Communion versus Conversion – Love and a cup of tea

 “Be careful! You might convert.”

Islam, it turns out, is not contagious…despite warnings I have received to the contrary.

Over the last two weeks of patchwork Ramadan, I have been meditating on what it is that draws a person to a particular faith.  I have been listening to On Being Podcasts about Islam, tweeting my inquiries to @interfaithRam and @EidPrayLove, and re-reading the Sufi poetry of Hafiz and Rumi.

For my more conservative Christian friends, this might raise some concerns. Won’t this exploration inevitably lead to my conversion?

I have never heeded the warning that exposure to other folks and faiths will somehow weaken my own identity. Consequently, I tend to move towards those who I perceive to be the most “different” from me.

I love you THIS much (world)!

Before I faced the Muslims, I faced the Mormons.

Like much of America, I grew up with more than a few prejudices against the “Church of Jesus Christ of Latter Day Saints.” Some of these came from the pulpit. Others came from South Park. I took them with a grain of salt, though, because the Mormons I went to schools with…were pretty great. Jared Moore, in particular, didn’t strike me as bound for perdition. He was kind, goofy, and gave really good hugs.

As I got older, my primary critique of the faith was not the logical fallacies (because, let’s be honest, mainstream Christianity has its own eyebrow raising, big fish swallowing, death defying tales to explain). Rather, my greatest critique of Mormonism was the shunning.

I had friends who because they would not accept the theology of Mormonism, their families rejected them. I had friends who could not witness the marriage of their siblings because they weren’t allowed into the Mormon temple where the weddings took place.

When it comes to my faith, my litmus test is pretty simple:

Does your faith make you more inclusive or exclusive?

If the former, Amen.

If the latter, get thee behind me.

Still, I would meet Mormons who were wonderfully generous, kind, devoted people and I would try to reconcile their open hearts with their closed doors.

So I asked a Mormon colleague out to coffee…

I mean hot chocolate…

…err, Chamomile tea?

She relished the opportunity to be able to talk about her faith. I relished the opportunity to ask her questions about everything from Caffeine to underwear.

And guess what else. I didn’t convert.

My desire to share tea with Mormons or Ramadan with Muslims doesn’t spring from a need to convert but a need to commune.

Let's be friends...

English teacher alert: we need to talk about prefixes.

I. Love. Prefixes.

Suffixes, too.

I love how breaking down a word into its elements reveals old stories and new meanings.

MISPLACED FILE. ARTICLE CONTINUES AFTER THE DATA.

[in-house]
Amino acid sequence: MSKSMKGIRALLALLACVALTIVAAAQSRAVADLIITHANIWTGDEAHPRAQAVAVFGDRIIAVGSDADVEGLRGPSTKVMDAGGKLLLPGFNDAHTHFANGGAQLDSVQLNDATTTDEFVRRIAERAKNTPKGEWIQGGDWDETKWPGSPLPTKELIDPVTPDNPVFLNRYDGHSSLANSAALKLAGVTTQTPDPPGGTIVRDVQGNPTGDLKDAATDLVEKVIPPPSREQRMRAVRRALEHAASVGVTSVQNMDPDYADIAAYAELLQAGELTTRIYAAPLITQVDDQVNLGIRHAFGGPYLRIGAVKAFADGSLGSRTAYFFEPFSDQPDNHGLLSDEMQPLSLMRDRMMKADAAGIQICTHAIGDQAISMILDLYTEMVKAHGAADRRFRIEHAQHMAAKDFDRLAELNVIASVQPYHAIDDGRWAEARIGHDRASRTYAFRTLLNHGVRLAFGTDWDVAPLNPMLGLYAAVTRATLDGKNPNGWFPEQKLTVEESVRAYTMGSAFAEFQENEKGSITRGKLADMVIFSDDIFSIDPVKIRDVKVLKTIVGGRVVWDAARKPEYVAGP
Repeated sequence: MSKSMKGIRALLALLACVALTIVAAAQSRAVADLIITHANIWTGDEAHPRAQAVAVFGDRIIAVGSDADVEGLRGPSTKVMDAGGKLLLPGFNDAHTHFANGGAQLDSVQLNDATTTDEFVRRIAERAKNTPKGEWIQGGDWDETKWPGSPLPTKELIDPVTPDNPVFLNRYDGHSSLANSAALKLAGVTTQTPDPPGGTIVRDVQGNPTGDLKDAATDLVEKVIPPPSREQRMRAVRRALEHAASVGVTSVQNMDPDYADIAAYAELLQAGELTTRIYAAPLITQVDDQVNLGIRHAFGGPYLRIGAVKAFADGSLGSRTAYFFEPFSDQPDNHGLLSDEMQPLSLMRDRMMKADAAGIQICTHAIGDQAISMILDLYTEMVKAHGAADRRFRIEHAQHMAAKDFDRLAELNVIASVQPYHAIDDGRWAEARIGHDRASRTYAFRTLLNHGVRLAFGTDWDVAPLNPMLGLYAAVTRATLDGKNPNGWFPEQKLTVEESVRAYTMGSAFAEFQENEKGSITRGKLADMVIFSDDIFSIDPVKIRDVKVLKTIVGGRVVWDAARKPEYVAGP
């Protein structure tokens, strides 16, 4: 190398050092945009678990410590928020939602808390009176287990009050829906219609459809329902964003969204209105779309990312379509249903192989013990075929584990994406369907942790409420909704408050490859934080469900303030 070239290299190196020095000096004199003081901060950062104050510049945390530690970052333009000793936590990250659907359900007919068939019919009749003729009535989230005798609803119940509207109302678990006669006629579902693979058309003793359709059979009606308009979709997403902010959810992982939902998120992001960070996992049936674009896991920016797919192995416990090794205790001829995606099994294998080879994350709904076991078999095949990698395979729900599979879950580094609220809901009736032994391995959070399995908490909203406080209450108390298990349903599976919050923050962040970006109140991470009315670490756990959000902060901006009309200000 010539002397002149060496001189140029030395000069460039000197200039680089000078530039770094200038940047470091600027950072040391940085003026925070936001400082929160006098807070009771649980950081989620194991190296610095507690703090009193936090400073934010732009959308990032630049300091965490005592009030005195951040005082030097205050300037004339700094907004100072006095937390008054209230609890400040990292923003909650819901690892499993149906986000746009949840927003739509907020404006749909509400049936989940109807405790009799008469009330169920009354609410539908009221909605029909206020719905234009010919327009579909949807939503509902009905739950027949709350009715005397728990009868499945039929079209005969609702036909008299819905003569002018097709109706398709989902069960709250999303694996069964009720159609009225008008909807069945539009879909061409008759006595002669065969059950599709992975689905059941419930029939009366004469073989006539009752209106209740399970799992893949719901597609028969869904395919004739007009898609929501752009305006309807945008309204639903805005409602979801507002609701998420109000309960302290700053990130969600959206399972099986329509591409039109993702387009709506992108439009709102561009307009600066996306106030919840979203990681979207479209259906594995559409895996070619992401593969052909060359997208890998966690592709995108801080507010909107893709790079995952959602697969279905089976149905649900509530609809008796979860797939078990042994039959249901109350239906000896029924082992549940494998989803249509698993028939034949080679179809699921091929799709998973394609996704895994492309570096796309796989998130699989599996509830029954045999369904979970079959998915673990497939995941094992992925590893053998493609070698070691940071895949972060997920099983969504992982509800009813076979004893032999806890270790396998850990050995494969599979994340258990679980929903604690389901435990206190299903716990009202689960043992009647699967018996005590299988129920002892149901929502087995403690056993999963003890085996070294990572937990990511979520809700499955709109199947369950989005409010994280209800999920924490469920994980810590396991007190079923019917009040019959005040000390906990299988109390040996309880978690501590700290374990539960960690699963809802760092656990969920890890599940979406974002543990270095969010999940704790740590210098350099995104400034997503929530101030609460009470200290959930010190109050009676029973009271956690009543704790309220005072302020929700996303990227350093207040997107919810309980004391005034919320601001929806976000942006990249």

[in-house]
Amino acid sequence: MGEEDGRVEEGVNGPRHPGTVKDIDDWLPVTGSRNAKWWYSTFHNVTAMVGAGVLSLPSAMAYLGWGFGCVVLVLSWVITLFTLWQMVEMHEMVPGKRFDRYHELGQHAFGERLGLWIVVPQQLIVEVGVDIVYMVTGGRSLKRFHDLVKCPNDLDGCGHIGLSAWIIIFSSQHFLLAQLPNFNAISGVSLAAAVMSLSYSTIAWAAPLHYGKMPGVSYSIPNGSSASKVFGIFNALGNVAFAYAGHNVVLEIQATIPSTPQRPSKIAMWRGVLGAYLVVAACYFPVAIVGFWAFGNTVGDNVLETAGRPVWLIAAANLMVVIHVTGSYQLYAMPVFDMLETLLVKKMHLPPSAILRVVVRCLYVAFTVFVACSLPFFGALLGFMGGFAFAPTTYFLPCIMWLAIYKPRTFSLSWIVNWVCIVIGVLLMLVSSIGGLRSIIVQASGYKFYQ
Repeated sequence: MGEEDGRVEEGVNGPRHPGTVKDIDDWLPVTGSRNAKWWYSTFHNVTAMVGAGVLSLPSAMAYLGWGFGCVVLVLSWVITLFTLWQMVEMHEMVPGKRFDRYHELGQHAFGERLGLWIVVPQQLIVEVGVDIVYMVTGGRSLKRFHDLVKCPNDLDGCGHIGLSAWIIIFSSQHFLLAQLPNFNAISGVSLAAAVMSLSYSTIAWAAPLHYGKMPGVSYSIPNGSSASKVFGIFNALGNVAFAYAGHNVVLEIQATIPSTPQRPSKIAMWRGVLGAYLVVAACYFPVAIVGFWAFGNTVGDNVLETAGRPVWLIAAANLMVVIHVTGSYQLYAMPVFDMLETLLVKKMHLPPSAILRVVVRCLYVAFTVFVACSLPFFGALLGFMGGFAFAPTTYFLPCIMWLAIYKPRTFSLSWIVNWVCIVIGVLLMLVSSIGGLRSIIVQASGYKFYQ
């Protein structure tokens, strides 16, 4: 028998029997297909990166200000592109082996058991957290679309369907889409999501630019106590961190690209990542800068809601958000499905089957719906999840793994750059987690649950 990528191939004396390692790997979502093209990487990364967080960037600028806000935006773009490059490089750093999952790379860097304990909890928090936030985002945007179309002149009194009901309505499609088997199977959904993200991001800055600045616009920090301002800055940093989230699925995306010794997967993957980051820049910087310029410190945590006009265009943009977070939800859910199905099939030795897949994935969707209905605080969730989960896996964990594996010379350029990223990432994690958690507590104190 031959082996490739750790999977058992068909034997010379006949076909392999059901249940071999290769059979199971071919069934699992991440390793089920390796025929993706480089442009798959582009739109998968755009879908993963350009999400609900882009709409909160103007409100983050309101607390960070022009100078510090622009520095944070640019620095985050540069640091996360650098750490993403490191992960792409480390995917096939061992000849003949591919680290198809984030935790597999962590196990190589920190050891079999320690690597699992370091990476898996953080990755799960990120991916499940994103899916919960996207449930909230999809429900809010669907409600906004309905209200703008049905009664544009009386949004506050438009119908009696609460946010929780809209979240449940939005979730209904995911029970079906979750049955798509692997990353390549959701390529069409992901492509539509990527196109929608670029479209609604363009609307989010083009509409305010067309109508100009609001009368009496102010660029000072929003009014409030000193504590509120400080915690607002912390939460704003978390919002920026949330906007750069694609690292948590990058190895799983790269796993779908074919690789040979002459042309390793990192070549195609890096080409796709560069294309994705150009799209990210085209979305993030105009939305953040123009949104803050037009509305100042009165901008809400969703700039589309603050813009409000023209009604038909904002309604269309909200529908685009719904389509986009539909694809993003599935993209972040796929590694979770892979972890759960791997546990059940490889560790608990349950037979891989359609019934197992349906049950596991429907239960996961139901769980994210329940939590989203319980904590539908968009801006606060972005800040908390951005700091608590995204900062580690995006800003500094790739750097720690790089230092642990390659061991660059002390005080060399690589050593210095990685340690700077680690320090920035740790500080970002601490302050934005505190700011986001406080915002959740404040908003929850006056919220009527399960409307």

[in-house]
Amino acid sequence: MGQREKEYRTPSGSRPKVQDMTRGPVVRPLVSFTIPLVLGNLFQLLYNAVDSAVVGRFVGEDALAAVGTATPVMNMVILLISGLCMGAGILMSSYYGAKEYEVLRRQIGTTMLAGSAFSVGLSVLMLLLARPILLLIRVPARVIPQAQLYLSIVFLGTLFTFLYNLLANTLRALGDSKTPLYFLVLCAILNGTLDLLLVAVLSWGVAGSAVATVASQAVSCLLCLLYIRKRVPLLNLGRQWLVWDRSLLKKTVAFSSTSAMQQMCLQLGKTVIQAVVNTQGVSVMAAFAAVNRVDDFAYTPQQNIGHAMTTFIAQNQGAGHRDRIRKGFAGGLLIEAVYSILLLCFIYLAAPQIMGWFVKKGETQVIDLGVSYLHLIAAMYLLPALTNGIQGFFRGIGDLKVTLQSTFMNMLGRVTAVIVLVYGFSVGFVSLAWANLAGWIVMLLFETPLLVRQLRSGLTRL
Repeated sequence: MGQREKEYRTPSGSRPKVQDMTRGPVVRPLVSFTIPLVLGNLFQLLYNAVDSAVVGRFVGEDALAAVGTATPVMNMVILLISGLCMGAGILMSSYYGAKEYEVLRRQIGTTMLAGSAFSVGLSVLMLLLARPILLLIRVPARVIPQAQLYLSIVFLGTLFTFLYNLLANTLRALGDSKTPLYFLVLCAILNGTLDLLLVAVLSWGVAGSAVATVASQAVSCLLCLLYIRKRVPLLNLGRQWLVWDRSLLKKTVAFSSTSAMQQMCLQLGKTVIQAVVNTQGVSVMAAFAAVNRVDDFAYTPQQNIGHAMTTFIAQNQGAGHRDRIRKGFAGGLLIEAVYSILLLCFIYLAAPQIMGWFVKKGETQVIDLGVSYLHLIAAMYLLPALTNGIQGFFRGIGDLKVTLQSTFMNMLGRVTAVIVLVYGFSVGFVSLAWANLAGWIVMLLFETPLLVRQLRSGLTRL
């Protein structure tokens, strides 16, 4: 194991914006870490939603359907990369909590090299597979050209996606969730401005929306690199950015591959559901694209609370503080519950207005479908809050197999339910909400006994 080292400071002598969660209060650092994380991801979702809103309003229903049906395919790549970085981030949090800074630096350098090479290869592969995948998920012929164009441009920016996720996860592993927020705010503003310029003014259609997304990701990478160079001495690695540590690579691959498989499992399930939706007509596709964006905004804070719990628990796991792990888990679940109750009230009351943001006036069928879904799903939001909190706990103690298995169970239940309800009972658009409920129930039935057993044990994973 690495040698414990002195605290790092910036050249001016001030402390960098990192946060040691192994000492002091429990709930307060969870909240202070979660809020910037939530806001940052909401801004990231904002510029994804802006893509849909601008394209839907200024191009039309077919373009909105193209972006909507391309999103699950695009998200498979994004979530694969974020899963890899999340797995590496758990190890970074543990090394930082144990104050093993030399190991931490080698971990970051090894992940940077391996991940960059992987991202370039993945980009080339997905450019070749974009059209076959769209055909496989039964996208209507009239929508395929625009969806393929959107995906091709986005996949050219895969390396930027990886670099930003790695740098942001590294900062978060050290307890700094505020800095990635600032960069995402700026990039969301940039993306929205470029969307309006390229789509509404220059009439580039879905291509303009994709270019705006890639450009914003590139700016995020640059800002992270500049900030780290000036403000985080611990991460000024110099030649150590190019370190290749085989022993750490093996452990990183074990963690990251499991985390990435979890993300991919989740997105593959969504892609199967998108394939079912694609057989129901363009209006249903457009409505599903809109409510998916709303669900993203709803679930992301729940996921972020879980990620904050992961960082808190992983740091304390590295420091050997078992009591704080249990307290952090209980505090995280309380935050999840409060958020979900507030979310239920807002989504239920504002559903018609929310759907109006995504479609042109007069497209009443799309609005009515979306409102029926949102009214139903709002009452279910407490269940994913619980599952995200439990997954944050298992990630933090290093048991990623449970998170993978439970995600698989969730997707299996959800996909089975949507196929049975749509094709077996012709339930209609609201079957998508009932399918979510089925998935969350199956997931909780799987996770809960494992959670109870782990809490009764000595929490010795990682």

“Com-” has always been a favorite of mine. With. Together.

“Con-” on the other hand is trickier. It can mean “with” (as in “Chile con Carne”) but it can also mean “against” (as in “Pro and Con”).

So I can be “connected” but I can also be “contrary.”

And while I have had to answer people’s questions about the possibility of conversion, what has really been of greatest interest to me is my deep desire for communion.

Conversion is rooted in “truth”. Verily I say unto you. Verify. Verdad? Add “Con” to the front and the idea of conversion might be understood as turning towards truth. “Transforming.” Conversely… it might mean the opposite.

Communion, on the other hand, is more straightforward. Communal. Community. It has to do with fellowship. Sharing. Literally “with one-ness.” This is also a term entangled with my Christian roots.

The first communion was Jesus’ last supper. Sitting together with his friends and family, preparing to face his mortality, he ate with those he loved. Broke bread. Shared wine. This simple act is the grain from which the rest of Christianity emerges and evolves.

Ironically, communion has also become a major point of contention in Christian history. Blood has been spilled over the body and blood.

Who can give it? Who can take it? Who is welcome at this table?

My husband is Catholic. In the theology of Roman Catholicism only priests can create the Eucharist and only confirmed Catholics can receive it. (Although SEVERAL priests, who will remain nameless, have joyfully shared communion with me in full knowledge that I was not Catholic).

At my friend Cara’s Episcopal church, on the other hand, “All are welcome at this table.” Instead of lining up, we circle up. The congregation comes to the sacristy at the front of the church, forms a circle, and anyone can partake in the bread and wine.  I crave eye contact when I take communion.

The best thing about Ramadan is the communion that comes at sundown. There is water to quench your thirst, food to assuage your hunger, and LOTS of “with oneness.” Chatting with the Imams wife. Watching the kids alternate between playing and eating. Learning that “There’s an App for that” and downloading “Muslim Pro” on my phone complete with call to prayer push notifications!

During Lent I wrote a Blog post I called, “The Other F Word”. It was a reflection on the four letter “F” word that should be our greatest concern: Fear.

“Fear is the mind killer.”

“Fear not, for I am with thee.”

The greatest of these is love...

Fear makes it hard to see. Hard to love. Hard to breathe. Prejudice is rooted and rotted in fear. The only way to uproot it is through exposure. Through moving towards that which we fear.

Breaking bread together.  Sharing the same table. Making eye contact.

Sitting with my Muslim (or Mormon) Brothers and Sisters is not about changing my faith. It’s about changing my heart. Expanding it. Making it bigger. Less ruled by fear and misunderstanding. More ruled by love and compassion.

“Perfect Love casts out fear.”

Who are you afraid of?

Love them.

It starts with a cup of tea.


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